GUADEC 2017 has ended in Manchester. It’s been great; thanks to the organisers and sponsors for a fun conference (this year’s highlight: a preponderance of Tiki bars).
We’ve had sun and heat, and we’ve had rain and more rain. Often within the same hour. On the final day of the conference, a group of us went out to Edale to do some walks to see the Peak District, a national park area near Manchester. This is an area I’ve visited many times before, so it was fun to be able to show it to GNOME people.
This year I gave a talk about the Coverity scans I’ve been running on various GNOME and freedesktop modules for the last year. The slides are online and the video will be up with the rest of the GUADEC videos. If you have a security-critical (or other) module which you’d like to be included in the scan set, let me know. Coverity’s good at finding bugs in complex control flows, but you do need to put some time into triaging its reports. I’m happy to provide guidance about using it.
I spent a fair amount of time during the unconference days reviewing Simon McVittie’s D-Bus work to add support for app-containers into the D-Bus specification and dbus-daemon. This is the first part of an effort to improve support for exposing unconfined D-Bus services to confined app-containers safely and efficiently. The rest of my time was spent working on exciting support for updating flatpak over the LAN for Endless OS. I’ll blog about this more in future.
Thanks to the GUADEC team for organising a great conference, the conference sponsors, and to my employer, Endless, for sponsoring me to go.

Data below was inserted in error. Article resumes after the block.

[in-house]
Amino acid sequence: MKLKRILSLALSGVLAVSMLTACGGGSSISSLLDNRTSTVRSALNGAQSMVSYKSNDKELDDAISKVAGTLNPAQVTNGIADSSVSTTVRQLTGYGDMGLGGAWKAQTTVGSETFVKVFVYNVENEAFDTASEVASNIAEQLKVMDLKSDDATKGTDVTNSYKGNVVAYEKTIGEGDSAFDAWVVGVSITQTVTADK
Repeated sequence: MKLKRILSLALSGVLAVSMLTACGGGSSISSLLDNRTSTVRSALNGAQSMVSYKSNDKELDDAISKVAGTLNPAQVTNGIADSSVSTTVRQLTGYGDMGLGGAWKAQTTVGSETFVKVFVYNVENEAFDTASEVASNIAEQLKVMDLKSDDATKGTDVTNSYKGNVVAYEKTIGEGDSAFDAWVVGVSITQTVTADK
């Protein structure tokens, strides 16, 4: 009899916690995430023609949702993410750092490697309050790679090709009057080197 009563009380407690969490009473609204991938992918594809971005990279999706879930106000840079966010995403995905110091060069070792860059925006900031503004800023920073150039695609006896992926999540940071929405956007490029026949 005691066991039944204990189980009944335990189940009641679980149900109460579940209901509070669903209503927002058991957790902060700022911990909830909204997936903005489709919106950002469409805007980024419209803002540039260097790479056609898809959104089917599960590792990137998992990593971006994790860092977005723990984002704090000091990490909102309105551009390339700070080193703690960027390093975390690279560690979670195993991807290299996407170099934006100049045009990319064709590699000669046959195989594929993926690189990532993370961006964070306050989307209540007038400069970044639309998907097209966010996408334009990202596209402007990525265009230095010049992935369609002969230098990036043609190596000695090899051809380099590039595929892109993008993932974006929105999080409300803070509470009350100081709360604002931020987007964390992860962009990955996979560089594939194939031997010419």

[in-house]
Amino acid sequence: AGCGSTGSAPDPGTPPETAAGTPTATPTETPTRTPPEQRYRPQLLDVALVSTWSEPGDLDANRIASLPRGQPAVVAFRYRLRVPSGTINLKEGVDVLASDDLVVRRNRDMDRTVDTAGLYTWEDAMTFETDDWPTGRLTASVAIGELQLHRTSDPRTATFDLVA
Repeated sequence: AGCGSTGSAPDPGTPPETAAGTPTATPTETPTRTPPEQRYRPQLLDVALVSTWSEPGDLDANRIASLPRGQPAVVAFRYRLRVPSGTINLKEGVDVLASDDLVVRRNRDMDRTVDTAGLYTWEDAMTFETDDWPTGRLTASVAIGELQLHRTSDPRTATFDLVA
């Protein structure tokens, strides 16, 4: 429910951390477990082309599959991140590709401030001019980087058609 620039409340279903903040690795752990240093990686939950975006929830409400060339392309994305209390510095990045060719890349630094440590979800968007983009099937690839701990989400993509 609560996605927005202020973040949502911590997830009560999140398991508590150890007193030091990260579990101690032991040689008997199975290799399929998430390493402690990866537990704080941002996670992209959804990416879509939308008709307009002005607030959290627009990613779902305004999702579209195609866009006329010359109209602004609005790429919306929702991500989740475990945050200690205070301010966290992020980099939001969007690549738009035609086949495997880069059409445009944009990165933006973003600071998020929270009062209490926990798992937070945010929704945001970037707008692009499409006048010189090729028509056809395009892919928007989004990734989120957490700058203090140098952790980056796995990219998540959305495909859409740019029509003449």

Speaking of Hitori, I don’t have much time to maintain it at the moment, and there are some interestingopenfeature requests. If anybody is looking for a fun little project to take on, I am happy to mentor work on them.
Worked out an approach for versioning GTK+ in future, to improve the balance between stability and speed of development. This has turned into a wiki page.
I demoed Dunfell and added support for visualising GTasks to it. I don’t know how much time I will have for it in the near future, so help and feedback are welcome.
There was a detailed discussion of portals for Flatpak, including lots of use cases, and the basics of a security design were decided which allows the most code reuse while also separating functionality. Simon has written more about this.
I missed some of the architectural discussion about the future of GTK+ (including moving some classes around, merging some things and stripping out some outdated things), but I believe Benjamin had useful discussions with people about it.